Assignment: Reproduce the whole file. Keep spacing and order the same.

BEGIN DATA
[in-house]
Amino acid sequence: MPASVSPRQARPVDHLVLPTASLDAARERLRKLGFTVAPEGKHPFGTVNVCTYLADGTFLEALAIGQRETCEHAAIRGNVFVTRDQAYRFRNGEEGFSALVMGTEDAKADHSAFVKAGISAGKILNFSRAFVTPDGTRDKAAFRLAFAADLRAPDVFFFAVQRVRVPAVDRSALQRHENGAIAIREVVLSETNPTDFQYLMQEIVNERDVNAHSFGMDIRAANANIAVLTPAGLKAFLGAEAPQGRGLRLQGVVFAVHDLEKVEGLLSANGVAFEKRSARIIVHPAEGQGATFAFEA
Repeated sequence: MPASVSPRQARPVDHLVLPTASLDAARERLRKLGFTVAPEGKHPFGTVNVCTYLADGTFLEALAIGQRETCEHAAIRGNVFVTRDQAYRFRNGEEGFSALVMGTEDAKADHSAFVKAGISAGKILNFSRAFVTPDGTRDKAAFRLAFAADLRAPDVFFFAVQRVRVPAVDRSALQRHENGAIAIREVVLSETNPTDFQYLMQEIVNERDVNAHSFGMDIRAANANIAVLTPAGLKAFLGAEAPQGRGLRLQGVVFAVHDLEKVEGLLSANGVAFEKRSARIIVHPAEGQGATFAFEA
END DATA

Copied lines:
[in-house]
Amino acid sequence: MPASVSPRQARPVDHLVLPTASLDAARERLRKLGFTVAPEGKHPFGTVNVCTYLADGTFLEALAIGQRETCEHAAIRGNVFVTRDQAYRFRNGEEGFSALVMGTEDAKADHSAFVKAGISAGKILNFSRAFVTPDGTRDKAAFRLAFAADLRAPDVFFFAVQRVRVPAVDRSALQRHENGAIAIREVVLSETNPTDFQYLMQEIVNERDVNAHSFGMDIRAANANIAVLTPAGLKAFLGAEAPQGRGLRLQGVVFAVHDLEKVEGLLSANGVAFEKRSARIIVHPAEGQGATFAFEA
Repeated sequence: MPASVSPRQARPVDHLVLPTASLDAARERLRKLGFTVAPEGKHPFGTVNVCTYLADGTFLEALAIGQRETCEHAAIRGNVFVTRDQAYRFRNGEEGFSALVMGTEDAKADHSAFVKAGISAGKILNFSRAFVTPDGTRDKAAFRLAFAADLRAPDVFFFAVQRVRVPAVDRSALQRHENGAIAIREVVLSETNPTDFQYLMQEIVNERDVNAHSFGMDIRAANANIAVLTPAGLKAFLGAEAPQGRGLRLQGVVFAVHDLEKVEGLLSANGVAFEKRSARIIVHPAEGQGATFAFEA